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Trade unions being weakened by increasing use of contract labour

Kompas - February 16, 2009

Jakarta – The increasing use of contract labour is undermining the strength of national trade unions and making it difficult for workers to struggle for decent working conditions.

Labour contract systems are now in effect in almost all business sectors. In general, contract workers are only employed on a two-year contract, which can be extended by a year before they are then dismissed. This situation is making workers reluctant to join trade unions.

These among other problems were raised during a Confederation of Prosperity Labor Unions (K-SBSI) national coordination meeting in Jakarta on Sunday February 15, which was attended by 488 people from throughout Indonesia.

The meeting was opened by Labour and Transmigration Minister Erman Suparno and attended by Indonesian Employers Association (APINDO) chairperson Djimanto, the deputy head of the Confederazione Generale Italiana del Lavoro (CGIL) Leopold, and a representative from the United States Embassy in Jakarta.

K-SBSI Advisory Council Chairperson Mukhtar Pakpahan said Law Number 13/2003 on Labour – which allows for contract labour – is one of the reasons for the decline in workers’ interest in joining a trade union. “Yet, by joining a trade union, workers can collectively struggle for decent working conditions,” he said.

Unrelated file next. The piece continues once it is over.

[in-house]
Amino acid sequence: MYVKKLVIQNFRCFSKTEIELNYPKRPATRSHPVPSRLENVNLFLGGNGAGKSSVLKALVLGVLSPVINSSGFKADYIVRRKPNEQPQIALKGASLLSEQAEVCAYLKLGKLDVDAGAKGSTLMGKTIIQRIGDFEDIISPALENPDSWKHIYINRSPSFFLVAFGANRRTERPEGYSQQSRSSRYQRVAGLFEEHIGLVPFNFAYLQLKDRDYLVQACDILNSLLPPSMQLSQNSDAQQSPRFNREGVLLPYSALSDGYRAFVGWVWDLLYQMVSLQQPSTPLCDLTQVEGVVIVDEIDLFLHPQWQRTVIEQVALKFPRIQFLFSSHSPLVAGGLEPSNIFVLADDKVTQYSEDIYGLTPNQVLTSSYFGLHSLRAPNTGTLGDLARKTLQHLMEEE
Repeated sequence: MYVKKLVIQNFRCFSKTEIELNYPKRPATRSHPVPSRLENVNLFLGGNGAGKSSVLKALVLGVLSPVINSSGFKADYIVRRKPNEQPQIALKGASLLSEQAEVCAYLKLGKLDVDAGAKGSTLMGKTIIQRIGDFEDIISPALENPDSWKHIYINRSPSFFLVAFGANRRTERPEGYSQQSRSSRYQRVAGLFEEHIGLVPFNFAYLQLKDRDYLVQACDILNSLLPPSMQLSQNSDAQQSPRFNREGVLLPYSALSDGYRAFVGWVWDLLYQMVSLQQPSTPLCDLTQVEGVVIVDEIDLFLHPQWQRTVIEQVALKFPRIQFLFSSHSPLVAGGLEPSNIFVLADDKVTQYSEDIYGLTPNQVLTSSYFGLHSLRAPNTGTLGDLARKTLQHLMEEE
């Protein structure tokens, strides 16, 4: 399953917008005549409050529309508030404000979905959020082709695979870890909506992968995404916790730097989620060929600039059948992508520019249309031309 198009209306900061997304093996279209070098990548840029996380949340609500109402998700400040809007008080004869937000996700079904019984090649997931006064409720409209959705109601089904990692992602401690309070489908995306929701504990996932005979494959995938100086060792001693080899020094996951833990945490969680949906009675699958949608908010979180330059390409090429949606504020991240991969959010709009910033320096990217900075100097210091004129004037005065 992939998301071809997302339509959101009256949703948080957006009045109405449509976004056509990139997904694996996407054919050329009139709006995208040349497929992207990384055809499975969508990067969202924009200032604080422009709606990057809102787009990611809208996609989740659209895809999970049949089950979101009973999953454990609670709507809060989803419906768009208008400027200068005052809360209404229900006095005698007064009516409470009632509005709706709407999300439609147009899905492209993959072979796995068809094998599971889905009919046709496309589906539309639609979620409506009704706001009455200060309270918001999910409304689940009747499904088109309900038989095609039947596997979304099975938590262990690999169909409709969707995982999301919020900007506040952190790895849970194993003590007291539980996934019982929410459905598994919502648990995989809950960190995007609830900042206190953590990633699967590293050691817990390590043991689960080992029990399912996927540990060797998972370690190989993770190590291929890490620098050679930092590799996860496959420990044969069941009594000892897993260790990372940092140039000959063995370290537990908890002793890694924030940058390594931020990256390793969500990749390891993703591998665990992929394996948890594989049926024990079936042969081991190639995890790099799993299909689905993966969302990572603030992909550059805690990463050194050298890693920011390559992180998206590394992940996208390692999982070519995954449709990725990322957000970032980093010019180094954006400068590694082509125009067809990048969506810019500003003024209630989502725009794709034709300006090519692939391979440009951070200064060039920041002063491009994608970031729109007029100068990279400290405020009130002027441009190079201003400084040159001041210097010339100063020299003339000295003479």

According to K-SBSI President Rekson Silaban, the national coordinating meeting was held specifically to formulate the K-SBSI’s strategy to strengthen the labour movement. The final goal being to create a labour contract system that is more transparent so that if there are violations, trade unions at the workplace level can challenge them.

Department of Labour and Transmigration data for 2007 cited that there are a total of 22,275 companies, with 2,114,774 workers, which provide jobs to other companies. In addition to this, there are 1,540 contract labour companies that employ 78,918 workers and 1,082 labour service provider companies that employ 114,566 workers.

Suparno explained that the weakening of trade union strength has not just been occurring in the K-SBSI. A similar trend has been taking place in other trade unions. “This is reflected by the minimal participation of workers in trade unions”, he said.

Out of the 112 million people in the work force nationally, 60 million are employed in the informal sector and 37 million in the formal sector. Out of the 37 million employed in the formal sector, only 4 million are registered as members of a trade union. (ham)

[Translated by James Balowski.]

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